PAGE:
Pop stardom trumps plan B
By Jess Righthand
Friday, January 11, 2013
You may not know Emeli Sande by name, but if you’ve been listening to Rihanna or Alicia Keys lately, there’s a good chance you know her work.
Sande wrote the bonus track “Half of Me” on Rihanna’s 2012 album, “Unapologetic,” and co-wrote three songs on Keys’s latest, “Girl on Fire.” In addition to those big-name collaborations, the 25-year-old Scottish singer has a best-selling debut album, “Our Version of Events,” in the United Kingdom. She kicks off her first U.S. tour this week, bringing her powerhouse vocals and piano-driven songwriting to the Howard Theatre on Monday.
For years, Sande pursued music on the side. The singer studied neuroscience at the University of Glasgow for nearly five years, often commuting to London on weekends to perform.
“It got to a point where I was doing a show in London, overnight on the train and a lecture at 9 a.m. [in Glasgow]. I was kind of going crazy,” Sande says by phone from London.
Eventually, her music career gathered enough steam that she decided to leave medicine for music full time.
“That was always an issue for me, always having a Plan B,” Sande says, quoting a lyric from her song “Where I Sleep.”
“I’d never just take the plunge. And it was a big lesson for me when I did leave medicine,” she says. “Because you really have no guarantee anything is going to work out, but if you love something, you have to make that sacrifice.”
Since then, the singer-songwriter has become a veritable hit machine for British pop artists, from Leona Lewis to Susan Boyle. She also has scored high-profile gigs such as the London Olympics, where she performed during the opening and closing ceremonies.
Sande’s songs carry a distinct edge. They fall somewhere between Rihanna’s in-your-face party fare and Keys’s neo-soul piano ballads. Her style is mature, both compositionally and lyrically, but without too much melodrama.
“The writers that I really look up to and admire are those that can really say so much and resonate with a lot of people without too many words and without being too self-indulgent,” Sande says. “So I try my best to kind of walk within those lines.”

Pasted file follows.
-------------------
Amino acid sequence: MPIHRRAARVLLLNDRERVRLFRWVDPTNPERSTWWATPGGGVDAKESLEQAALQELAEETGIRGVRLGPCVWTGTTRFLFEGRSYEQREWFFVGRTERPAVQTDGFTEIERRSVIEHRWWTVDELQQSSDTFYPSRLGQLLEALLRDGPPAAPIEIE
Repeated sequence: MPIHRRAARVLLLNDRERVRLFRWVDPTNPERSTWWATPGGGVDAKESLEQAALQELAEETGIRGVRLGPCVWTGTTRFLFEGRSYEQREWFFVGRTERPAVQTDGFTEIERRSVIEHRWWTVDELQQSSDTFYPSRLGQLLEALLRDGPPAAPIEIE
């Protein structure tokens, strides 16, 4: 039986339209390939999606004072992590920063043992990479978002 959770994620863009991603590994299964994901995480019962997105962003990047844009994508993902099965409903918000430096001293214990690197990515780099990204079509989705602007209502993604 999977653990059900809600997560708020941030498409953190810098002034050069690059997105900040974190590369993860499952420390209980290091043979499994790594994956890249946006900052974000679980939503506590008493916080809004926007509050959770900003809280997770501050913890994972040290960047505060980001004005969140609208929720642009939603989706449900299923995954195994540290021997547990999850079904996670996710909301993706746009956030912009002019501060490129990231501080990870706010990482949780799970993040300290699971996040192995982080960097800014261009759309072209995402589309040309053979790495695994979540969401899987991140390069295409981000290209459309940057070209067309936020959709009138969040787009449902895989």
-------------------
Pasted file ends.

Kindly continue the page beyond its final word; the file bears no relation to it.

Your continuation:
Simplicity was a guiding principle in her songwriting process. The upbeat love song “Next to Me,” which is her biggest single in the U.K., was written with producers Hugo “Hoax” Chegwin and Harry Craze in a casual session outside the studio.
“For us it’s just so funny hearing it on the radio so much, because we wrote it by such simple means,” Sande says. “I just said, ‘I want to write a really simple song about someone being beside you.’ And I just love how we made it in one afternoon and didn’t think much of it, and just how people really connect to simplicity and an honest statement has been fantastic to watch.”
The raw, confessional quality permeating “Our Version of Events” is no doubt integral to Sande’s success writing for others as well as for herself. Even though she didn’t even meet Rihanna until after “Half of Me” had been recorded, Sande says she was able to capture the pop star’s discomfort with her own public image in a brutally honest way: “You saw me on the television / Setting fire to all the buildings / Yeah, I guess you saw me stealing / But you have no idea what I’ve been needin’. "
“I heard that the song had really kind of meant a lot to her,” Sande says, “and had really come to her at a moment in her life when she needed to tell the world, ‘That’s just the half of me. Everything you’re seeing in the media, that’s not entirely all I am.’ ”
As Sande continues her ascent in the U.K. and internationally, she remains committed to authenticity. Adorning her right forearm is a tattoo of famed Mexican artist Frida Kahlo, whose courage to lay bare her own demons is what the singer says she strives for in her own work.
“The first time I saw her art I just loved how brave it was, especially as a woman, to be so explicit, to be so unapologetic for all our flaws and kind of ugliness and at the same time make that beautiful,” Sande says. “I just thought, ‘What a gift.’ And what a gift to the world her art was.”